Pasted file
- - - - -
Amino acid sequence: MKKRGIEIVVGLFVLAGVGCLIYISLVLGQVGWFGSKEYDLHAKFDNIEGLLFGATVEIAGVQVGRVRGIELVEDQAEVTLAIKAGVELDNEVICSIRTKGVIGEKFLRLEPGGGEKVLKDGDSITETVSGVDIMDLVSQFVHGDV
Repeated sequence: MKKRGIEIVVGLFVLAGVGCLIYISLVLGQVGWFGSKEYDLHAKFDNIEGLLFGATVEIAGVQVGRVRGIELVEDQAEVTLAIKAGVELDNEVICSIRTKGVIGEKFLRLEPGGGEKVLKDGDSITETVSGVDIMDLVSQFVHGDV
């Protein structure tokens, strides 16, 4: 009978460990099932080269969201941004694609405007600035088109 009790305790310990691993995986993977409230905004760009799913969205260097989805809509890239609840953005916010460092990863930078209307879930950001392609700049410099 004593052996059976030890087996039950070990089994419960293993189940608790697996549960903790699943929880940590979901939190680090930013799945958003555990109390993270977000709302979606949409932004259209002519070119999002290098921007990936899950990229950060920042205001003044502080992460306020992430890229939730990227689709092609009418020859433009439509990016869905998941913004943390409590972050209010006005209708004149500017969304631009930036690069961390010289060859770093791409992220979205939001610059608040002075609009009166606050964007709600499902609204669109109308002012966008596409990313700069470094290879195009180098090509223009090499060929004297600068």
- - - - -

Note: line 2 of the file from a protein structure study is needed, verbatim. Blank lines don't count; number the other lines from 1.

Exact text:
Repeated sequence: MKKRGIEIVVGLFVLAGVGCLIYISLVLGQVGWFGSKEYDLHAKFDNIEGLLFGATVEIAGVQVGRVRGIELVEDQAEVTLAIKAGVELDNEVICSIRTKGVIGEKFLRLEPGGGEKVLKDGDSITETVSGVDIMDLVSQFVHGDV